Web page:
After finally graduating from college in May '99, I returned to Sotuta, and the sweet young lady and I started dating. I played semi-pro baseball on Sunday afternoons and taught English in two Merida schools for a year and a half. In August of 2000, we got engaged. By November, we realized I wasn't making enough money to pay for a wedding and fiesta, so I returned home (Louisiana) to teach in a high school and to petition INS for her visa. In June, I went back to Yucatan to get ready for the wedding. We got married on July 15, 2001, receiving the first visa approval letter from INS just days before. A few weeks later I had to return to Louisiana for the new school year. At the end of August, my wife and I met again in Ciudad Juarez for her visa interview; she was approved!!! She entered the USA on Sept. 1, just 10 days before 9/11. We now live in Kinder, Louisiana, with 2 beautiful children, right next door to my parents. We return to Yucatan to visit her family every 2 years, and it's time to go again this coming summer (2009), God willing.

  • tusreba 15 years ago

    This is a great web site. How else can I keep track of the Working Gringos, my own son and daughter-in-law?

  • Genny M/La Peregrina 16 years ago

    Hello Compa Dave:
    For all of you who are reading this, my compadre is the best person and the nicest of my husband friends, in couple of months will be attending his daughter's wedding, Rebekah, she is our godchild and brought her to Chelem when she was 16, she is also graduating and becoming a Doctor, can we be more proud? Congratulations again compadre, you and lovely Sherri and all of your family are always welcome to Peregrina/Chelem...MI CASA ES SU CASA...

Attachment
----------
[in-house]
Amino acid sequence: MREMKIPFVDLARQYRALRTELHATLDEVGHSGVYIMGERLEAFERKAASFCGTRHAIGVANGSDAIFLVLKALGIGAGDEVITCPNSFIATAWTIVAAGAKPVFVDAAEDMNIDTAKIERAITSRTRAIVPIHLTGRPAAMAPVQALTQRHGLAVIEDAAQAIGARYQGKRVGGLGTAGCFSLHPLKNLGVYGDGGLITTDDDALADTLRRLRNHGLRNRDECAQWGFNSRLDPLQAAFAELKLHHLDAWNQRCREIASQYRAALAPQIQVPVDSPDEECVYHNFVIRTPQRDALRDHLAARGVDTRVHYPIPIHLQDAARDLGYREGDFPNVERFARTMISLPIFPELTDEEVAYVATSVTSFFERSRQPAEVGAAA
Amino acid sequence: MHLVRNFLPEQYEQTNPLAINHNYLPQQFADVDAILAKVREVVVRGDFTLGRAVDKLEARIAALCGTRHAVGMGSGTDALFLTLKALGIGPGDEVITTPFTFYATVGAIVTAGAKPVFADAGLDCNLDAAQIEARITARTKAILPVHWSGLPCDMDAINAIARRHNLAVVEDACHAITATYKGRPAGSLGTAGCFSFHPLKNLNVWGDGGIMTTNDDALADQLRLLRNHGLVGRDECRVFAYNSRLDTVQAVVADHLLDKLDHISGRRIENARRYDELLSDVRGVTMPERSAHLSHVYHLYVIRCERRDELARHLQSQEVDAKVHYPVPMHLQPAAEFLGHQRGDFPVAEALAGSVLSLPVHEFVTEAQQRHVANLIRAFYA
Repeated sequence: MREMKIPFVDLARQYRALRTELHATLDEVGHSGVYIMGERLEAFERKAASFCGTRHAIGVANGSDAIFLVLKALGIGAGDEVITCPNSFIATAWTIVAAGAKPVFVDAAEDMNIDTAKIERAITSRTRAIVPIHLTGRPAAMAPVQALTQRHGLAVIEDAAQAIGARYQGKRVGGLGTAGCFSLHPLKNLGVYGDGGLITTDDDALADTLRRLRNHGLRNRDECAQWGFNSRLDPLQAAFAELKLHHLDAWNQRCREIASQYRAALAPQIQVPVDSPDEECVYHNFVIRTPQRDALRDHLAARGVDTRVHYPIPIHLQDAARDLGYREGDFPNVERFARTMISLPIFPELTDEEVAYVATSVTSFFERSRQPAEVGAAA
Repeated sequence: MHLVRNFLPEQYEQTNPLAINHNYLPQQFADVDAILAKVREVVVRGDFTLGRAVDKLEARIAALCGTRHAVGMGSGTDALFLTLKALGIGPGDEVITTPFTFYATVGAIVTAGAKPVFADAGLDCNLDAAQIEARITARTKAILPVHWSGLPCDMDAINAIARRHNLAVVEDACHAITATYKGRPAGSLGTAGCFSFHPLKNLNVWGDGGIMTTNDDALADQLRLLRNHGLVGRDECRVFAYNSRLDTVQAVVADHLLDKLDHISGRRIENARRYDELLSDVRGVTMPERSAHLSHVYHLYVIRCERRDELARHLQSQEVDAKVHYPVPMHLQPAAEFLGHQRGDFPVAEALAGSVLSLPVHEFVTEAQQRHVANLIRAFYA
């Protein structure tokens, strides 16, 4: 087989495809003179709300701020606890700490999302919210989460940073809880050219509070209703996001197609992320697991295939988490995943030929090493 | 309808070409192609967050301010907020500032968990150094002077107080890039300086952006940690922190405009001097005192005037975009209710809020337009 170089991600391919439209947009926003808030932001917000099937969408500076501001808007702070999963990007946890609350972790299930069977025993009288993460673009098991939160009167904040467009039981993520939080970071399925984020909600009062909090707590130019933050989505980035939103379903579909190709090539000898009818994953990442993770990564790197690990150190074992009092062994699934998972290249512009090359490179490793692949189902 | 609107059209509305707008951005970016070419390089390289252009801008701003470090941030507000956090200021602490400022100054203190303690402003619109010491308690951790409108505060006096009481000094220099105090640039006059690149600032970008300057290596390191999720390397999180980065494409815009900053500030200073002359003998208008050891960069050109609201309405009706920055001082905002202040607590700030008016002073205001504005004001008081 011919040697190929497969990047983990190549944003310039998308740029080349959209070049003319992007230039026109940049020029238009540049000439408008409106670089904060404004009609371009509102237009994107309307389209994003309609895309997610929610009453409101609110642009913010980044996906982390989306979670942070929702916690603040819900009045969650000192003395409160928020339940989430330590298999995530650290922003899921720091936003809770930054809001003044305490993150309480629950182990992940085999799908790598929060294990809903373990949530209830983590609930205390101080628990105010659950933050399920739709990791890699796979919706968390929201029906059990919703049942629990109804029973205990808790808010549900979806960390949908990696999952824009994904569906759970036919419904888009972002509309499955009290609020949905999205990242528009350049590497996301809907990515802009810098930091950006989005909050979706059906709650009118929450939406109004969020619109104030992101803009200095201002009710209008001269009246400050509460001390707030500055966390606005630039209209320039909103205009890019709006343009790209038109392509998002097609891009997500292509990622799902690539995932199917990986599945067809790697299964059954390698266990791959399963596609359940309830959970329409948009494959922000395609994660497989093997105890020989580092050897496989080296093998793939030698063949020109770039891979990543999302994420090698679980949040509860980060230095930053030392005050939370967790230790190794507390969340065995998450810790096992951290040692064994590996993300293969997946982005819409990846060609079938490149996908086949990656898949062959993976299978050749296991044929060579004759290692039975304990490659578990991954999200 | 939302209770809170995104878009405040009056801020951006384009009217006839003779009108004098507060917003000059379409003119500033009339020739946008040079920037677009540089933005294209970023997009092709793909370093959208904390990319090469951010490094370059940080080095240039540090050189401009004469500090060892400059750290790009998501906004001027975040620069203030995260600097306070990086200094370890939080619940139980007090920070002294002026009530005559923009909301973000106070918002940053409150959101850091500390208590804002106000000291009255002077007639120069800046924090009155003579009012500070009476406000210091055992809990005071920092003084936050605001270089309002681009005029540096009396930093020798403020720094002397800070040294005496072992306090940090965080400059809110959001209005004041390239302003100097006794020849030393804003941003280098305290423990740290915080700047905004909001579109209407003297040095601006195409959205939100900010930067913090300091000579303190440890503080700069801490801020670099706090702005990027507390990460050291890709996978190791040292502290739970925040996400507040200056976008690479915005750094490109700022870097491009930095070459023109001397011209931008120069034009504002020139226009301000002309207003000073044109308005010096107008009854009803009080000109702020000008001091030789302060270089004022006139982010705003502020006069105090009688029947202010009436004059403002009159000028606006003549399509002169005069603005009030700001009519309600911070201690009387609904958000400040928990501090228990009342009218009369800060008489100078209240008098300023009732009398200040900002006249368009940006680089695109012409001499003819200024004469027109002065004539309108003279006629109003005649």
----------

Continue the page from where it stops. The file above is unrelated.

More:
Love you and thanks again for being our friend.

  • Roque Joaquin Moguel 16 years ago

    Plan is for us to return in late August for the Wedding Anniversary. So the Californian based Moguel family will be back in Yucatan for a few weeks! We'll be staying in our home in Chelem the "Peregrina".

    Isn't interesting how even houses and property have names? The property next door to our house in Chelem we called "Chichi" in honor of my grandma that has always instilled that pride in our culture, family history and traditions. Never will my brothers and I forget about the summers when she would (and still does to do this day) make us our "Caldo de pescadito" that we had no choice but to drink if we wanted to go to the "feria". I always will have in my heart the good memories and happiness she has brought me.

    Let’s keep in touch and maybe we can all get together some time for some ceviche, cervezas and even better, the sunsets in Chelem! Just look for the sign, "Peregrina" ;-)

    - Rocky Jr

  • CasiYucatecan 16 years ago

    Hi Peregrina,

    No, this Rocky and I went to Fort Hays State University in western Kansas. (Custer's last outpost before the Little Big Horn for trivia buffs).

    Sorry it's not the same Rocky, but how many people have that name anyway. Sounds like a good enough reason for us to get together over some good chips & dip and tell some tall tales! heehee ;-)

  • David Burns 16 years ago

    Mis Compadres! What a wonderful story! For those reading this, my family has been friends with the Moguel family for the last thirty years! I met Roque, Sr in the US Army. He and his wife Genny are the Godparents of my oldest daughter Rebekah.

    In 2006, my current wife, Sheri, and I traveled with the Moguels to their home in Chelem. Sheri had just undergone surgery and we went to the warm culture and environment of Yucatan to heal.

    The Moguels are truely representative of the Yucatecos as they have been true friends for many years and have opened their hearts and their home to me and mine. During the trip to Chelem in 2006 we got to meet the extended family and found them to be just like Roque and Genny and their children.

    Yucatan and the Yucatecos now occupy a special place in our hearts. David "Doc" Burns, Northern California

  • CasiYucateco 16 years ago

    Ooops! It has been pointed out to me that the Red Pill is the one that allows your eyes to be opened. I always get confused about movies...